PLASTER WAST MOULD
Plaster is splashed onto the prepared arms and legs until a thick coat has been built up. Once the plaster sets the mould is soaked to aid the separation of the two halves. The parts are prized apart to remove the clay. The pieces are cleaned out of any remaining clay and allowed to dry.
1 - Hardy
splashing the plaster onto the first half of the arms.
2 - Hardy cleaning out the arm moulds. The other arm mould can be seen soaking in the bucket in the background.
3 - Plaster cast of leg part.
CASTING THE HEAD
The head is very carefully moulded in plaster in order to capture all the portrait detail. As with the limbs a clay wall is constructed to facilitate the separation of the two halves.
1 - The
head is prepared with a clay wall ready for moulding.
2 - Len splashing the clay head with plaster.
3 - Plaster coated head.
4 - The plaster mould of the front head section.
CASTING THE TORSO
The same procedure as before is carried out on the leg and torso sections however the torso section is created in four parts.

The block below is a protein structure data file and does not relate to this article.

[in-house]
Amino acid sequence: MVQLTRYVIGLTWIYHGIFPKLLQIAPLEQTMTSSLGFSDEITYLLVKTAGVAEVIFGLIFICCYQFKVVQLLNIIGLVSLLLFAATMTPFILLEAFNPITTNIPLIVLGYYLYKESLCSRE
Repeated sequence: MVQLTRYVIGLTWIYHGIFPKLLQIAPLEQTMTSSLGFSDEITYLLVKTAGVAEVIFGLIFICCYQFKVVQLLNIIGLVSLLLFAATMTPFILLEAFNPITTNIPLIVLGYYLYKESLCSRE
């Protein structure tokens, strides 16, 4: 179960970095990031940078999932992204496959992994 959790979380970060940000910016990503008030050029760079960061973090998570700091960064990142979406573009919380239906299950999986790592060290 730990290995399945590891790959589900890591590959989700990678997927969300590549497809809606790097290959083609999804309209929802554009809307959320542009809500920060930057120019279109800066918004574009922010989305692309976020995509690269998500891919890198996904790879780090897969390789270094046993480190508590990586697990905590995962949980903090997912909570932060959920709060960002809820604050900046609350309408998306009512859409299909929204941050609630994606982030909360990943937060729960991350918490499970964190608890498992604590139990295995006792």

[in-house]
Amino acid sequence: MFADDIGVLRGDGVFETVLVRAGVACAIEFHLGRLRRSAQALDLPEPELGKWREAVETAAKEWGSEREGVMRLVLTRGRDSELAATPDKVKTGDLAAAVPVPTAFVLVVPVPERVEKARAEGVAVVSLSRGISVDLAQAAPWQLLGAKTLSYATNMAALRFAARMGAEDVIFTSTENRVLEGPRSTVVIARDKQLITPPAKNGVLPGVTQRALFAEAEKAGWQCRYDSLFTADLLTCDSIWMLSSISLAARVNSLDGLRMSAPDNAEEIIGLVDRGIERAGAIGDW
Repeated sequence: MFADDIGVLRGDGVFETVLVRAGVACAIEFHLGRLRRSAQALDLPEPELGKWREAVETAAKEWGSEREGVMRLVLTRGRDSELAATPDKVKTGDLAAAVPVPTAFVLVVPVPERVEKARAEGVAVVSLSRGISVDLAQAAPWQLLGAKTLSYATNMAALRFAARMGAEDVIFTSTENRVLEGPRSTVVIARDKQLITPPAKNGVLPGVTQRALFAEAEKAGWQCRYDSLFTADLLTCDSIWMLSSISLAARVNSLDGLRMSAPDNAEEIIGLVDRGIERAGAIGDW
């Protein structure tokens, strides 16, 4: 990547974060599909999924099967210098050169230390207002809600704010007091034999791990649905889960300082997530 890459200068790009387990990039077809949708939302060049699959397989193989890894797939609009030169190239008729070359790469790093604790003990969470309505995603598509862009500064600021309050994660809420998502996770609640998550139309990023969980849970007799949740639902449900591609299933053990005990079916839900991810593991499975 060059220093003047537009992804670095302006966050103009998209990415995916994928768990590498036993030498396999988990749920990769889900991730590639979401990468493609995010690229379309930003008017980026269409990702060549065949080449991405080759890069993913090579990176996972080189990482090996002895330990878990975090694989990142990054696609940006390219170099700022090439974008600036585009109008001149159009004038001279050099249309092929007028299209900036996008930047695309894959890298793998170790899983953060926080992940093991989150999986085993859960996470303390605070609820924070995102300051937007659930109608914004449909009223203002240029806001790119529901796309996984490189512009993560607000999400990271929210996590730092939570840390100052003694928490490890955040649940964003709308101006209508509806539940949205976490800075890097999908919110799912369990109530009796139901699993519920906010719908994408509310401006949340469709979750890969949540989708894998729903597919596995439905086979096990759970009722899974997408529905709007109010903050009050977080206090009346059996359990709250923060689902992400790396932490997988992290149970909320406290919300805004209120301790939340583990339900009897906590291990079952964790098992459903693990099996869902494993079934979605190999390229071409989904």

1 - Clay
with head removed. The remaining leg does not require a joint so is kept intact.
2 - The main leg with clay wall. The plastic bag protects the torso while the leg is plastered.
3 - Main leg covered with plaster.
4 - One quarter of the torso plastered.
5 - The torso and main leg with plaster complete.
TAKING THE MOULD APART
The mould is taken apart with care and the wet clay removed. The clay is now no longer required and will put back into the clay bin ready for use on another figure. The parts are allowed to dry and coated inside with shellac to seal the porous plaster.
1 - Front
quarter of the torso removed.
2 - The back of the figure with the mould and clay removed exposing the wood and armature.
3 - Torso completely removed.
4 - Pieces of leg mould coated with shellac.
5 - The 4 pieces of the torso mould drying.
FILLING THE HEAD MOULD - BREAKING AWAY THE MOULD
The head mould is filled with a harder plaster (seen in Pink) than the mould plaster. After setting the softer mould plaster is broken away to reveal the plaster head cast.
chipping away the plaster mould to release the pink head cast.
2 - Head cast with some of the waste mould still attached.
3 - The head cast, an exact replica of the original clay sculpture.